Silbury Hill to get stuffed

This blog (as a collective being) loves megalithic structures and sites.

So, it was interesting to read on clioaudio‘s excellent blog and in an English Heritage press release that Silbury Hill is being excavated.

Ironically,the half-arsed attempts to nose around in Silbury Hill were what is putting it at risk, after about 4000 years of being pretty solid. It’s a pyramid shaped man-made hill so it was inherently steady.

It was dug into by the Duke of Northumberland, in 1777, and by a Professor Atkinson, in the 1960s. The shafts they dug have made the monument unstable. Hence English Heritage is going in to shore it up with concrete. Hmm.

It appears from the discussion on sites such as clioaudio’s and eternalidol that the previous excavations were hardly productive in terms of knowledge gained.

The motivations behind excavations can have a destructive impact on what happens to the sites. This is true of any exploratory scientific work, of course, but archaeology is almost always in the position of destroying what it investigates. Any scientists have preconceived ideas about what they investigate. Archaeology is such an interpretative science that archaeologists’ preconceptions can be particularly devastating in their impact.

When treasure was the objective monuments were looted for treasure. Now, when it is somehow assumed that all sites are “ritual”, a fair amount of evidence about everyday living is invisible and ignored.

Prof Atkinson was apparently mainly interested in finding a burial chamber for a tv programme. He didn’t find one. Hence, the site was of no interest, was abandoned and filled in, in an unsafe way. It’s pretty much a given that there will be objects there and clues about the construction that we don’t currently have the knowledge to even see.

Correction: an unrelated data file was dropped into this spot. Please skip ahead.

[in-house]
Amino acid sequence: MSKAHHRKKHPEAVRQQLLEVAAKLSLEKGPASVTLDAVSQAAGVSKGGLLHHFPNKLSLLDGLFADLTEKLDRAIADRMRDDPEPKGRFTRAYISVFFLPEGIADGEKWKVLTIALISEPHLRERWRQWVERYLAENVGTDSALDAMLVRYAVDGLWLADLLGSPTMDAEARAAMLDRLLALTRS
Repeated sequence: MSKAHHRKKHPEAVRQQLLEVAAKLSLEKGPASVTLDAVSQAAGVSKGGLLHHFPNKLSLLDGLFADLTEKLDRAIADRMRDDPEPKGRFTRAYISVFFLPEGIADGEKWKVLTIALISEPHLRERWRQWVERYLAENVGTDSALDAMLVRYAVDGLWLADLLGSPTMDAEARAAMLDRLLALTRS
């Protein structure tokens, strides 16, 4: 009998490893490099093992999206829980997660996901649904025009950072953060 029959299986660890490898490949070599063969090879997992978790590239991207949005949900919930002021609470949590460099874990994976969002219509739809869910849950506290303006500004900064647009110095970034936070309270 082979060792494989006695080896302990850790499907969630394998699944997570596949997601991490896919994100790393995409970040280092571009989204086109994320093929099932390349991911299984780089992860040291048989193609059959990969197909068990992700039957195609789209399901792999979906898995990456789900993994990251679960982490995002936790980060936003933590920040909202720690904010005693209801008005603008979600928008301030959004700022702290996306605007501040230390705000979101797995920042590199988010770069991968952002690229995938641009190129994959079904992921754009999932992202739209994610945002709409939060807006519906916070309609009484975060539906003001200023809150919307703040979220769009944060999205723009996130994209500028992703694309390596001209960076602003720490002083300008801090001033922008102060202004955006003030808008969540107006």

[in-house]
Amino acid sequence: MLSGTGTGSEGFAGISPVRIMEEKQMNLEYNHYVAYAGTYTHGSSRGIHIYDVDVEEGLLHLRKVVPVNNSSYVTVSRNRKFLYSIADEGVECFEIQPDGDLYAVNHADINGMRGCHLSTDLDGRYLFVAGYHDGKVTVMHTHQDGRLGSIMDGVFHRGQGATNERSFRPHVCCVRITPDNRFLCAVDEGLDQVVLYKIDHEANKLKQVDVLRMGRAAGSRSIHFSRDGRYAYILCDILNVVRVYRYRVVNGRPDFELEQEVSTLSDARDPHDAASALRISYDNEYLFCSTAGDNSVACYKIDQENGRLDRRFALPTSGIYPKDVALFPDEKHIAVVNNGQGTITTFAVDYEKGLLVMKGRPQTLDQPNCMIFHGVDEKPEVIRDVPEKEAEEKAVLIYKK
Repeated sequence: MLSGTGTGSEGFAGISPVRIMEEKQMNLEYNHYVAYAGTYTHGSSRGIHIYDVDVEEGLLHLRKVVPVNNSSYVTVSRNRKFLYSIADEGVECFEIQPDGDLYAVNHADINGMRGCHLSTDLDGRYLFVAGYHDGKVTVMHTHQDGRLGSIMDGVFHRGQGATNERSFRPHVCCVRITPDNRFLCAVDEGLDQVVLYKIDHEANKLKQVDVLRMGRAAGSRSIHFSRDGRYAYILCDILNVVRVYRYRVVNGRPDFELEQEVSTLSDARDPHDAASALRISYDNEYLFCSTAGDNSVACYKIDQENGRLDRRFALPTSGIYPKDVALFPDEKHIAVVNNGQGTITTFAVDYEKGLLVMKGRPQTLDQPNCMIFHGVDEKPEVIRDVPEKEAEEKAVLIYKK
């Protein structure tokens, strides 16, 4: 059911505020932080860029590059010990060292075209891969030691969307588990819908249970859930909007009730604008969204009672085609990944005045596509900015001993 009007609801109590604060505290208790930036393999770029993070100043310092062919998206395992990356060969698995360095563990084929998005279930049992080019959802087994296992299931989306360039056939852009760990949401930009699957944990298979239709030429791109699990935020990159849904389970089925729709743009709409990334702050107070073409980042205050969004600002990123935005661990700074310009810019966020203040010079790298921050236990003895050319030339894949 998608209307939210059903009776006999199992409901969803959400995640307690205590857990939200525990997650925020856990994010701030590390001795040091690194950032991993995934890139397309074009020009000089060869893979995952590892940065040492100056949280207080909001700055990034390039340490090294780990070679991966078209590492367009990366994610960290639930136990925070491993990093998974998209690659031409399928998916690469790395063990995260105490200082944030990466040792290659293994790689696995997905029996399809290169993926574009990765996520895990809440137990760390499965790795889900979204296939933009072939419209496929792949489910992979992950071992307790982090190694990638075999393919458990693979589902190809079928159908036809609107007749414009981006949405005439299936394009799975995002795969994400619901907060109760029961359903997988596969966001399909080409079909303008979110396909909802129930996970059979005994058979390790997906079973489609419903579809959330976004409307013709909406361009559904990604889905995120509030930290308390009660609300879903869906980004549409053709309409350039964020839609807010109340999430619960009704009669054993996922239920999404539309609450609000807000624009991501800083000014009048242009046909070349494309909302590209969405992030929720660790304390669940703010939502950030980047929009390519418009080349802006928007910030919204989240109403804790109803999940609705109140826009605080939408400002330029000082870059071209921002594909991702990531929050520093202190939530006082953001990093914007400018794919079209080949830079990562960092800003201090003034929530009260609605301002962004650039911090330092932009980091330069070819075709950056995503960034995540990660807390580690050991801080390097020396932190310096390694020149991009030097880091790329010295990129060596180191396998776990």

One of my favourite memories was of being in the Roman forum watching a few teenagers digging and sifting earth near the Vestal Virgins’ house, on some sort of school archaeology project I guess. They were being supervised by an archaeologist. As I watched, one girl had unearthed a pot shard (of a size that the Time team would have constructed a whole conceptual dinner service from.) She looked with momentary interest at it then, apparently mentally cataloguing it (accurately) as a just a piece of broken pottery, she pulled it out of the sieve and tossed it away as trash.

This was an instance of how one person’s values are not necessarily the best way to approach archaeological enquiry – or one generation of archaeologists either.

Most neolithic barrows or mounds that held “treasure” were looted long ago. Avebury and Stonehenge have been damaged and reconstructed so much that most of the experince of visiting them is really an experience of visiting some old antiquarian’s vision of what they should have loooked like.

I really really hope Silbury Hill dosn’t end up as Disneyworld style reconstruction. Stonehenge and Avebury are already heading in that direction, with the plans to up English Heritage visitor numbers by creating a more meaningful “visitor experience.”

More personal stuff… the first time I saw Stonehenge, it was owned by a farmer who was still working the fields around it. It didn’t have barriers between people and the stones, after you’d paid your entrance fee at an unimpressive booth. Any car parking facilities were minimal. It was genuinely a great natural experience. It brought the distant past to life in a subtle but immediate way.

Now Stonehenge is like a megalithic zoo in a car park. Ugly and absurd “reconstruction” sketches line the tunnel. You walk around the caged stones as part of a long and slow-moving queue of people taking pictures. The projected “improvements” sound even more dire. For example, the unfailingly moving FREE sight of Stonehenge that you get from the main road when you crest a slight hill will be gone. There will be more people and more cars and less reality and less identification with our ancestors. Avebury is still a bit too big for this heritage stuff to go full throttle but, give its caretakers time.

It’s obviously necessary to patch up Silbury Hill to stop it collapsing. It’s pretty good that archaeologists will get the opportunity to look at what’s inside it again. But, please just leave it alone after that…

TW has lots of Avebury & Silbury Hill pictures. There are a fair few on flickr and we’ll get some on here, asap.